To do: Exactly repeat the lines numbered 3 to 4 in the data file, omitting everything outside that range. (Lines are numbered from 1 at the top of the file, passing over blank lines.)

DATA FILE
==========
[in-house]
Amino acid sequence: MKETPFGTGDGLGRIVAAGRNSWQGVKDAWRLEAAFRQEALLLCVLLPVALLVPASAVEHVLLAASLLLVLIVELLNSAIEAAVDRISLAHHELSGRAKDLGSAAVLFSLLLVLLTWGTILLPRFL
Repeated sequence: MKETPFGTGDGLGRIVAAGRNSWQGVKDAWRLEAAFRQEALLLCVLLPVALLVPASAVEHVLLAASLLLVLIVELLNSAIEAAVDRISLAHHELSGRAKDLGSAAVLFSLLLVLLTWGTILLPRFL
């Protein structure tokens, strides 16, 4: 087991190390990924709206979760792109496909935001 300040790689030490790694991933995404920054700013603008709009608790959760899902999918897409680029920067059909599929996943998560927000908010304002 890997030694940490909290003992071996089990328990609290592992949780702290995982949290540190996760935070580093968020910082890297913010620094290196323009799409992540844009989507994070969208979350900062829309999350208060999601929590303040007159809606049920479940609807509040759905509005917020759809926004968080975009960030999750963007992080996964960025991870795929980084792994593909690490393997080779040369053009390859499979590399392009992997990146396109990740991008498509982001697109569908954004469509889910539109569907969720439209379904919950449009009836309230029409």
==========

Repeated sequence: MKETPFGTGDGLGRIVAAGRNSWQGVKDAWRLEAAFRQEALLLCVLLPVALLVPASAVEHVLLAASLLLVLIVELLNSAIEAAVDRISLAHHELSGRAKDLGSAAVLFSLLLVLLTWGTILLPRFL
């Protein structure tokens, strides 16, 4: 087991190390990924709206979760792109496909935001 300040790689030490790694991933995404920054700013603008709009608790959760899902999918897409680029920067059909599929996943998560927000908010304002 890997030694940490909290003992071996089990328990609290592992949780702290995982949290540190996760935070580093968020910082890297913010620094290196323009799409992540844009989507994070969208979350900062829309999350208060999601929590303040007159809606049920479940609807509040759905509005917020759809926004968080975009960030999750963007992080996964960025991870795929980084792994593909690490393997080779040369053009390859499979590399392009992997990146396109990740991008498509982001697109569908954004469509889910539109569907969720439209379904919950449009009836309230029409």